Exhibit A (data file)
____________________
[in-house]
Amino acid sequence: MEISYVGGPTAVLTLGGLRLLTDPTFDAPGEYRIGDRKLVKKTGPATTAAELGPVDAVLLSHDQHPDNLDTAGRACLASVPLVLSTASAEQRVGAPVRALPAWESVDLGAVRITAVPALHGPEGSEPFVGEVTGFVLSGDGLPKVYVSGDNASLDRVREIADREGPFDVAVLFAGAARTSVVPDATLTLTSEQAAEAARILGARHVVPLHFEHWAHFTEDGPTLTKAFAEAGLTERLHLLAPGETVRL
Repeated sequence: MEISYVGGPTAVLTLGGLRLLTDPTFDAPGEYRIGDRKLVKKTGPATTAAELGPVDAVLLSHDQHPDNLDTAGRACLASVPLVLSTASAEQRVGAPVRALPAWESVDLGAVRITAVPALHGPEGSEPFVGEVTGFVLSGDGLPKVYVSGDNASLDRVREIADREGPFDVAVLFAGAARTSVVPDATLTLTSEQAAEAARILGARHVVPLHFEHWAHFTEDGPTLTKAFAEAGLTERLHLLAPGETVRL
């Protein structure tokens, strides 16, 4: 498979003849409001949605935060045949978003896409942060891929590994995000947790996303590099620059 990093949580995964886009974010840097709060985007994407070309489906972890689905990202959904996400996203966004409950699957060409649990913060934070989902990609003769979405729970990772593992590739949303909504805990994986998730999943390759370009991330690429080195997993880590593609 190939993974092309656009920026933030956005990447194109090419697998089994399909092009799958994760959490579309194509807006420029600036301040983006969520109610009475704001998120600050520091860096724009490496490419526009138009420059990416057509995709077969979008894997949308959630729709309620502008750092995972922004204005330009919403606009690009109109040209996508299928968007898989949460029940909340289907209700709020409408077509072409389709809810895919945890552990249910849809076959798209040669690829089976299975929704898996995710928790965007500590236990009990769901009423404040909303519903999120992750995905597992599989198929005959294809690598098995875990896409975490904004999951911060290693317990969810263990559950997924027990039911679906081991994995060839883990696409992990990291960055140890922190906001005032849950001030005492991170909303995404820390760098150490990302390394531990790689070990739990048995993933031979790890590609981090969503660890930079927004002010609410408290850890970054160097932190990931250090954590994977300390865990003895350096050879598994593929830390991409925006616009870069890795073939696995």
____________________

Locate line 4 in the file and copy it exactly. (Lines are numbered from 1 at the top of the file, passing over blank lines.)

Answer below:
């Protein structure tokens, strides 16, 4: 498979003849409001949605935060045949978003896409942060891929590994995000947790996303590099620059 990093949580995964886009974010840097709060985007994407070309489906972890689905990202959904996400996203966004409950699957060409649990913060934070989902990609003769979405729970990772593992590739949303909504805990994986998730999943390759370009991330690429080195997993880590593609 190939993974092309656009920026933030956005990447194109090419697998089994399909092009799958994760959490579309194509807006420029600036301040983006969520109610009475704001998120600050520091860096724009490496490419526009138009420059990416057509995709077969979008894997949308959630729709309620502008750092995972922004204005330009919403606009690009109109040209996508299928968007898989949460029940909340289907209700709020409408077509072409389709809810895919945890552990249910849809076959798209040669690829089976299975929704898996995710928790965007500590236990009990769901009423404040909303519903999120992750995905597992599989198929005959294809690598098995875990896409975490904004999951911060290693317990969810263990559950997924027990039911679906081991994995060839883990696409992990990291960055140890922190906001005032849950001030005492991170909303995404820390760098150490990302390394531990790689070990739990048995993933031979790890590609981090969503660890930079927004002010609410408290850890970054160097932190990931250090954590994977300390865990003895350096050879598994593929830390991409925006616009870069890795073939696995």